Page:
Eric L. Ewell, a native of the City of Duquesne since the age of four, grew up playing football and attending the Duquesne Education Center from K-12 and graduated in the 1997. After graduation, Eric attended Youngstown State University where he and high school sweetheart, Sonia married and graduated. Then the Ewells moved home to pursue post graduate employment. Shortly after coming back to Duquesne, Eric began work as a management trainee at Enterprise Rent-A-Car. After leaving Enterprise Eric had a strong desire to make a difference for young people who were growing up in Greater Pittsburgh and wanted to have his work intersect with his ministry and passion. Since coming to this conclusion, Eric has had many amazing opportunities to do just that. Eric has worked with youth and adults helping to enrich their lives and produce better outcomes for all. Eric currently serves as the Director of Continuing Education and Co-Facilitator of the Mon Valley Launchbox for Penn State GA.
Daniel Fernandez received all of his degrees in Electrical Engineering, with his BSEE from Purdue University in 1987, his MSEE from Stanford in 1988 and his Ph. D. from Stanford in 1993. He has been a professor at CSUMB for 24 years. While at CSUMB, he has served 3 years as Chair of the Academic Senate, 6 years as Chair of the Division of Science and Environmental Policy, and 3 years as Chair of the Senate Curriculum Committee Council. He teaches physics and classes in sustainability, systems thinking, infrastructure, and capstone for Environmental Studies students. He also ran, for 9 years, a yearly conference on sustainability entitled Focus On Community And University Sustainability (FOCUS) and has brought many speakers to CSUMB, including Dr. David Orr and Dr. Fritjof Capra. He coordinated the Environmental Studies program and developed and currently manages the Sustainable City Year Program at CSUMB, which partners the needs of regional governing bodies with relevant class projects. He also served on the steering committee of the California Higher Education Sustainability Committee (CHESC). His research involves collection of water from fog and he has deployed and maintains, with help from student assistants, a network of standard fog collecting devices from central to northern California. He was the recipient of the President’s Medal for outstanding service to the university in 2012 and was named a CSUMB Faculty Sustainability Champion in 2018.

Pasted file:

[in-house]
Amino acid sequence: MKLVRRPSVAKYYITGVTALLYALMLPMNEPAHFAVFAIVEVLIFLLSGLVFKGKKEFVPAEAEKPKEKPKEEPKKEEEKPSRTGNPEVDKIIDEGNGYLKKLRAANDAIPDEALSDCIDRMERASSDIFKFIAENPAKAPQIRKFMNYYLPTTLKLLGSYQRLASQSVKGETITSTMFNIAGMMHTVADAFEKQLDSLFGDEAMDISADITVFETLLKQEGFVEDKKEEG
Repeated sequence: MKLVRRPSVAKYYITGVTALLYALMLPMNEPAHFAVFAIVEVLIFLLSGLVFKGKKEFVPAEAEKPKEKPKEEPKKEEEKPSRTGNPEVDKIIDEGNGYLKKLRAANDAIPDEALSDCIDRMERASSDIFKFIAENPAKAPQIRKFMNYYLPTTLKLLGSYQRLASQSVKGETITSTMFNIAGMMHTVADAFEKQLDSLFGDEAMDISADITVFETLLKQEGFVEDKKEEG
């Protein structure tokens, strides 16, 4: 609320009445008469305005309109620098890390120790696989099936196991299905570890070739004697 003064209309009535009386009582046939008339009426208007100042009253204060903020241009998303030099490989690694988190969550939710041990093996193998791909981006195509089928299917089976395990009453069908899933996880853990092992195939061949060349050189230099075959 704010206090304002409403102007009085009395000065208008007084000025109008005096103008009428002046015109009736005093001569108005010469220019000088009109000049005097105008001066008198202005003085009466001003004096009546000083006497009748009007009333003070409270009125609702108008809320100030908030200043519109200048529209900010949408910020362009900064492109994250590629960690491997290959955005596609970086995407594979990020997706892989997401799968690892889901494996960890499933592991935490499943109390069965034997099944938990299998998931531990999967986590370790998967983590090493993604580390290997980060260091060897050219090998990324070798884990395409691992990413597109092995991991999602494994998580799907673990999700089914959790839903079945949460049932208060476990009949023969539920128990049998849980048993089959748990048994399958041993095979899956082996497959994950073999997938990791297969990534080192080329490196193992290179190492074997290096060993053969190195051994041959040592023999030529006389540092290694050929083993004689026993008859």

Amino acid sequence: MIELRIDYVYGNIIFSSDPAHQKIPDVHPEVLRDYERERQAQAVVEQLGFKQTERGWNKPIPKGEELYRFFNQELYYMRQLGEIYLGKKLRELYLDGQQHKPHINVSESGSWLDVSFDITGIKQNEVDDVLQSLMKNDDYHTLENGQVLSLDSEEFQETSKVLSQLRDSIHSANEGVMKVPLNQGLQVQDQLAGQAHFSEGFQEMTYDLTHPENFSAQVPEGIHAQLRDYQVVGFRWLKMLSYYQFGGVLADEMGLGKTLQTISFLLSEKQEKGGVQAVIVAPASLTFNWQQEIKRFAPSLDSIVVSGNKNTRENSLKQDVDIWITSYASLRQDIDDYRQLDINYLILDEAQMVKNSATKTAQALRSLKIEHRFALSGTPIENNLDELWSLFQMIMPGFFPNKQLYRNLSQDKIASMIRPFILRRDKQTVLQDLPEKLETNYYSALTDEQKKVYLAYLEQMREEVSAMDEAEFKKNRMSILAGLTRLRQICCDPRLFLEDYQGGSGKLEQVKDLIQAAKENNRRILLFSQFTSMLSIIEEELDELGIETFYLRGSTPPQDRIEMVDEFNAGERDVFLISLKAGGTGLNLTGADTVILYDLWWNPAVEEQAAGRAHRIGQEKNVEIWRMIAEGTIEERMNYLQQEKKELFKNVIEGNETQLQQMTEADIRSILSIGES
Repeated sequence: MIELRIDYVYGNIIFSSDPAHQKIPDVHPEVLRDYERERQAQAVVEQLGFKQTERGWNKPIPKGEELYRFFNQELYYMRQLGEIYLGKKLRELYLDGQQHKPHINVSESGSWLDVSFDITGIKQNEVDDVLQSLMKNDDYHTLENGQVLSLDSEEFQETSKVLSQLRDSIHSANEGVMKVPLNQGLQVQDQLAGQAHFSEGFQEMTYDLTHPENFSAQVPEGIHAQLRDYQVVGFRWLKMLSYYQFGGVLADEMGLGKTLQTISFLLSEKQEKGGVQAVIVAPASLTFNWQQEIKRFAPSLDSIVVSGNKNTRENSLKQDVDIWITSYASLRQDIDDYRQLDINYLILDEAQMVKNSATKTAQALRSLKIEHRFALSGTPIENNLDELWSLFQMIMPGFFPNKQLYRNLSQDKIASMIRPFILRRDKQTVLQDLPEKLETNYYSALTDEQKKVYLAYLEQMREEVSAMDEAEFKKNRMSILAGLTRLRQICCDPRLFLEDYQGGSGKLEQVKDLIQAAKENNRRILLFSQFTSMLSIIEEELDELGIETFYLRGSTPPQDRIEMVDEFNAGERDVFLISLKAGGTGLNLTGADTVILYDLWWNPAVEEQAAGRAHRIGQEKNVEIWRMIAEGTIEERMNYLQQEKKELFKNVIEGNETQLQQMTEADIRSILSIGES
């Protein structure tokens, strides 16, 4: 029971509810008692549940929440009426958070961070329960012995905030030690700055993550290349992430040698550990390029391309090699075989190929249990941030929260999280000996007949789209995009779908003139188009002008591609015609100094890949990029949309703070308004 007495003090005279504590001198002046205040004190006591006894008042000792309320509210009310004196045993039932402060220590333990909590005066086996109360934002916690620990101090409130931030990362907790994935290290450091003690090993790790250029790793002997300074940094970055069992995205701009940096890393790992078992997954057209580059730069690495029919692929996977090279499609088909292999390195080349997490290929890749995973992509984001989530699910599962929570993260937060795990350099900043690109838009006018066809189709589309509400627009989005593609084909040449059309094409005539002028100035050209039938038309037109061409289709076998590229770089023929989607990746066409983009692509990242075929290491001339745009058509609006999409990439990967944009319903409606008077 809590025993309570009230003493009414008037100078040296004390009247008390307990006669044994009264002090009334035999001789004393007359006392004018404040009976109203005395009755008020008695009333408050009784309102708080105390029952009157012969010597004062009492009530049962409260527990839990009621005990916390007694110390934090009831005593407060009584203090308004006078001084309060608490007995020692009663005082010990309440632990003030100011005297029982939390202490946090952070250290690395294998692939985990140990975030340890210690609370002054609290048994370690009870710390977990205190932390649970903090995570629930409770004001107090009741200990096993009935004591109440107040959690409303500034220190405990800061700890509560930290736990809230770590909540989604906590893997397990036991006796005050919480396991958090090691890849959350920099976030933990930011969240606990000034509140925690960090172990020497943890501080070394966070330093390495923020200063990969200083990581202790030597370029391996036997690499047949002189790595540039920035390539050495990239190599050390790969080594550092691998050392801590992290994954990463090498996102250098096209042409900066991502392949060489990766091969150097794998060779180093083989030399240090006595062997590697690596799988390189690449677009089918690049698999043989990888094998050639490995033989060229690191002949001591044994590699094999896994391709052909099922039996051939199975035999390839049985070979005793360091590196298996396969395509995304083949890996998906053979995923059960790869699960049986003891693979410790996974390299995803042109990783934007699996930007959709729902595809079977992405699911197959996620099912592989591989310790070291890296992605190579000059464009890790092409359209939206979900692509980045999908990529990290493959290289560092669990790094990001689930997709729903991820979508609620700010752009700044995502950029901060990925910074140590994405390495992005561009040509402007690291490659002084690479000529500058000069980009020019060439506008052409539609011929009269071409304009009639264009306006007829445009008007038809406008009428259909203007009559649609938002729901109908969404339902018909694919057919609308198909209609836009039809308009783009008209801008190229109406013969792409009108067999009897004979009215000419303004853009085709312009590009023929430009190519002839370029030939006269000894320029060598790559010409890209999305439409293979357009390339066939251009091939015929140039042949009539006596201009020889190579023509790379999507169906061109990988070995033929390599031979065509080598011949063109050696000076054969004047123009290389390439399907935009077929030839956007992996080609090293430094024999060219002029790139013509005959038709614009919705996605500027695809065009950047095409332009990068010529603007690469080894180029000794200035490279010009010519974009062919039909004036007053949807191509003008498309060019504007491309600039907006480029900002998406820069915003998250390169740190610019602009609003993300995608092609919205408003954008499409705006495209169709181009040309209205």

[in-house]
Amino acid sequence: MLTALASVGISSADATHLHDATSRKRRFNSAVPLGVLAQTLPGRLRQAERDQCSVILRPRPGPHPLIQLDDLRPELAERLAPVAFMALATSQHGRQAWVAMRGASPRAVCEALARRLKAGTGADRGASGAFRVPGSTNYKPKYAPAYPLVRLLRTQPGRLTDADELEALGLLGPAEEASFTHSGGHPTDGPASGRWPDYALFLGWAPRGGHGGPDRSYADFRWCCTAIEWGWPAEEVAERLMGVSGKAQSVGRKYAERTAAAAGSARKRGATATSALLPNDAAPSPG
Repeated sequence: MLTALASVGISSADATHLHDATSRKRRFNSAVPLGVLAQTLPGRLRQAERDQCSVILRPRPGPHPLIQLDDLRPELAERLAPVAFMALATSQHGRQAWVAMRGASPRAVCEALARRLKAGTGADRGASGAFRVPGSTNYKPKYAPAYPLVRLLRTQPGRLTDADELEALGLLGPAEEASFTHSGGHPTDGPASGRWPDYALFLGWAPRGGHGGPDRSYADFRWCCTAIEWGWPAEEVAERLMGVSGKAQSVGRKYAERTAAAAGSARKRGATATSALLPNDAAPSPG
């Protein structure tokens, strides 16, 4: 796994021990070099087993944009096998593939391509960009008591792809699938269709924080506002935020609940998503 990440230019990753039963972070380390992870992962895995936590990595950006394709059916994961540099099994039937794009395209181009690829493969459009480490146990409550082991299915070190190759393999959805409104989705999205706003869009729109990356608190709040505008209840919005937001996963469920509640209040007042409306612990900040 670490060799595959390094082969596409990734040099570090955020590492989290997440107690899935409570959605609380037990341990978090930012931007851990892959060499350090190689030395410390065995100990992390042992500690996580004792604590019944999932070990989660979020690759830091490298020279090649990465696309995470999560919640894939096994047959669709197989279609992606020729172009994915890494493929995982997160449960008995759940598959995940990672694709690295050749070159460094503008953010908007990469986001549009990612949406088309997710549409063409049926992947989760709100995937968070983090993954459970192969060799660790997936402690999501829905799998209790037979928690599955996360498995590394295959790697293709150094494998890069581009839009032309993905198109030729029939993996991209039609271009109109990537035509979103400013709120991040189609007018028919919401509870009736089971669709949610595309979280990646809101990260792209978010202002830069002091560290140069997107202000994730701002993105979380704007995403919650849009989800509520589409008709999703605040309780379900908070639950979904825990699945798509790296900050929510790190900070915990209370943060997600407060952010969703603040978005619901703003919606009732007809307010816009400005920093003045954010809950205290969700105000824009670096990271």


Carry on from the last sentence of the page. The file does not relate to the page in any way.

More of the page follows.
Aaron Whigham is the Director of Strategic Initiatives at Penn State University Greater Allegheny (PSUGA) and founder of the Mon Valley Launchbox. He is a proven pillar in both the campus and local community working to create access points to resources and forging relationships for government and community stakeholders. Aaron’s “win-win-win” approach to leadership has proven to be extremely successful and rewarding to all parties involved. Over Aaron’s eight-year career at PSUGA, he has led several campus-wide efforts and teams in change and efficiency initiatives that have yielded higher retention and degree conferral rates. Aaron lends his strategic leadership and business acumen to current and aspiring entrepreneurs through the Mon Valley Launchbox, a business incubator that strives to cultivate a solvent ecosystem within the Mon Valley. Aaron has provided local aspiring entrepreneurs with high-level fortune 500 strategies and tactics to help them navigate industry challenges.
More about the #2020 EPIC-Network Webinar Series
Usually only paying EPIC-N Members can attend live tapings and review recordings of the EPIC-N Webinars. This event is different. Until June 30, anyone can engage in this contact! After June 30, recordings are posted to the EPIC-N Member Commons, a password protected space for paying member programs to access the full range of resources EPIC-N provides. Details about membership can be found here. Email questions to firstname.lastname@example.org.